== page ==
Meetings are central to democratic decision-making. Not
all meetings have to be boring, long or contentious. The
Institute’s Meeting Resource Center aims to help local officials
and agency staff make the most of meeting time with resources on:
How to Chair a Meeting
Dealing with Deeply Held Views
Dealing with a Grandstander
Procedures and Protocols
Use of Technology
Simplifying Parliamentary Procedure
Open Government Laws
Local officials and staff are the Institute’s brain trust.
The Institute welcomes comments and suggestions for improving its
Please share your suggestions on strategies that work for
your meetings, training materials for newly elected officials on
technique and procedure, or other dimensions of meeting
management that may be helpful to others.
Collaboration among elected bodies and between individual members takes effort. Finding common ground and cultivating respectful relationships early on can make for a more civil and effective governing body.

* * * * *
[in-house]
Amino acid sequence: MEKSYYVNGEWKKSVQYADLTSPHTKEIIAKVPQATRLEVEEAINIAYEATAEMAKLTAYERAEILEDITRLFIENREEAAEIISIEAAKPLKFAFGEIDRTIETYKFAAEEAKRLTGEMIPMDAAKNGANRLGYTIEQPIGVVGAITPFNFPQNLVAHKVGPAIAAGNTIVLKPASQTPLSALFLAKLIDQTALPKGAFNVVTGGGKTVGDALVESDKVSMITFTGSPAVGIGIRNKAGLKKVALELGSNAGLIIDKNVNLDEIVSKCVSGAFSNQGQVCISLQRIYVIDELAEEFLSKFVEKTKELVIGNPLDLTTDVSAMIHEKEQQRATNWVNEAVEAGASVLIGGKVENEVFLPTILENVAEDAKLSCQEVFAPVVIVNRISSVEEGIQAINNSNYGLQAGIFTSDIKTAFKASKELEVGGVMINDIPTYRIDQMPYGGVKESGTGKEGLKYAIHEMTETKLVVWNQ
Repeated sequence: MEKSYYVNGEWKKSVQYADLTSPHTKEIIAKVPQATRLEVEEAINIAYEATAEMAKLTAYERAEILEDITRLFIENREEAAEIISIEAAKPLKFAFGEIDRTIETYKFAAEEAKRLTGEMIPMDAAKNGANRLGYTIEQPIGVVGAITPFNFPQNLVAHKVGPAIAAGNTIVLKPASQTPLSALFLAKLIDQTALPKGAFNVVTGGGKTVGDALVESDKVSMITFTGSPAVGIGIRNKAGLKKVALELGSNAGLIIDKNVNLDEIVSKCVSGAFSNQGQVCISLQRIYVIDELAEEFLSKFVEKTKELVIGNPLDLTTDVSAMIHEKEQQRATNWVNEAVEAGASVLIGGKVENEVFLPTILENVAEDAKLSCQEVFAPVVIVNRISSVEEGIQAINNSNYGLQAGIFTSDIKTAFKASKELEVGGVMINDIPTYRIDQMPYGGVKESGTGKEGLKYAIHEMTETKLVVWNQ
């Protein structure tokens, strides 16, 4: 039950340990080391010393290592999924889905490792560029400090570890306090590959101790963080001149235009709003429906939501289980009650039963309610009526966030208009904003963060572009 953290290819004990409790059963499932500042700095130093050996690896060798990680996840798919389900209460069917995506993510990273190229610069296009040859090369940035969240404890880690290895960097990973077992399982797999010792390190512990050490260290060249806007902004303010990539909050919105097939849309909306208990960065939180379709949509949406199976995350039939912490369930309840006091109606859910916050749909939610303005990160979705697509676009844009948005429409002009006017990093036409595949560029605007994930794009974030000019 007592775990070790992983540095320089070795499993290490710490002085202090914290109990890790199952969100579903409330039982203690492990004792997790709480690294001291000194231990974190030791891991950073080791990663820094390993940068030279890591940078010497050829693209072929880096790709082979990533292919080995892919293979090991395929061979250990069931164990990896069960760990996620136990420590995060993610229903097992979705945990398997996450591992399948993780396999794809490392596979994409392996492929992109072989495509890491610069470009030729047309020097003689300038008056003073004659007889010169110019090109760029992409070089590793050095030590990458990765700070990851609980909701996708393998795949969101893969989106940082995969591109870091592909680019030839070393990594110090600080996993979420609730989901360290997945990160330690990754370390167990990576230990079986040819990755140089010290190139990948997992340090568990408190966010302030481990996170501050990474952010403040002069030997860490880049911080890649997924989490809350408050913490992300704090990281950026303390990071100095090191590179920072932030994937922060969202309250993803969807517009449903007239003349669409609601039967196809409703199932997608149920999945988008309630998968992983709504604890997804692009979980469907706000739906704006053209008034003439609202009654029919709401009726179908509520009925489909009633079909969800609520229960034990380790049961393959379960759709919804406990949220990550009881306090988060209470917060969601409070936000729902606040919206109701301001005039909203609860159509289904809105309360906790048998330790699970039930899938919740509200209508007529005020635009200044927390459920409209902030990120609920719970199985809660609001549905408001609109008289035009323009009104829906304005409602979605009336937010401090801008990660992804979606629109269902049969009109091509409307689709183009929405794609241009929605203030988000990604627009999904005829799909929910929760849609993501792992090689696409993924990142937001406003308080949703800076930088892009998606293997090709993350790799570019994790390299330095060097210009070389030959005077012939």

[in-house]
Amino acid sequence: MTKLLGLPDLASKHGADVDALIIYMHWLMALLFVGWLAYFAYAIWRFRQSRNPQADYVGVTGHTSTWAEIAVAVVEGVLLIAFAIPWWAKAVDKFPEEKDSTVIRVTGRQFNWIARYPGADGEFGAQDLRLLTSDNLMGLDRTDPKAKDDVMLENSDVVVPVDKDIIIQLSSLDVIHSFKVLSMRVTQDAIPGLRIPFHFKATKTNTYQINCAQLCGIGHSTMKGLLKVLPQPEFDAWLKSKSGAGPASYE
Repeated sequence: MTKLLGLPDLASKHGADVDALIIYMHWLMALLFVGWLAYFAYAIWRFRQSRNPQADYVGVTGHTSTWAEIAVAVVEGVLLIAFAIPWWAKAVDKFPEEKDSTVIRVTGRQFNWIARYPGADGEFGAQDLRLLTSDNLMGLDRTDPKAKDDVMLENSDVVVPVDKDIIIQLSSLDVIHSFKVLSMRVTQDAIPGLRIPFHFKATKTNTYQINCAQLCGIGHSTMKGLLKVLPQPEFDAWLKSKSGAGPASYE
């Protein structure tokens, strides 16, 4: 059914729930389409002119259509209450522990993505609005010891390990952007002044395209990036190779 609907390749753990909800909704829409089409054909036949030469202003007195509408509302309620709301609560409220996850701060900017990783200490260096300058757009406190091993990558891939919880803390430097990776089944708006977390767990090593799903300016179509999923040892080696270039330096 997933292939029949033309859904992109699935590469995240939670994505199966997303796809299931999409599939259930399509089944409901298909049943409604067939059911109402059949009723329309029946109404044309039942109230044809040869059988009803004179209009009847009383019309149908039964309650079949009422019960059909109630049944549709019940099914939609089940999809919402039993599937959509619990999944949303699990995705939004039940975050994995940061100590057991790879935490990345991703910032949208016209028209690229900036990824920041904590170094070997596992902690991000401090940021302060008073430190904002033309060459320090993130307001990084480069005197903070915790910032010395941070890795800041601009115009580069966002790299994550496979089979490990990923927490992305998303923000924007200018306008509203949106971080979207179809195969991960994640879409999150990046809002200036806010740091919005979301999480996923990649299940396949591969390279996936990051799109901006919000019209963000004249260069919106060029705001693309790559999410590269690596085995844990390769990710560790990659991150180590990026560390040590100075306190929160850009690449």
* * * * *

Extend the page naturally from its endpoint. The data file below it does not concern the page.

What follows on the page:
Public engagement processes are often forums for very deeply held concerns. In some cases, public engagement participants will have very strongly held views about the topics to be discussed; the local (or regional) agency and officials involved; and/or the public engagement process itself.
This article provides strategies that leaders can employ
to maximize the likelihood that public meetings on controversial
issues will involve constructive exchanges that contribute to the
best decision being made.
Many Madison City Council members send and receive emails and
texts during meetings, and the city requires all of it to be kept
as a public record. Some want to explore new rules because such
communications can create the possibility of open meetings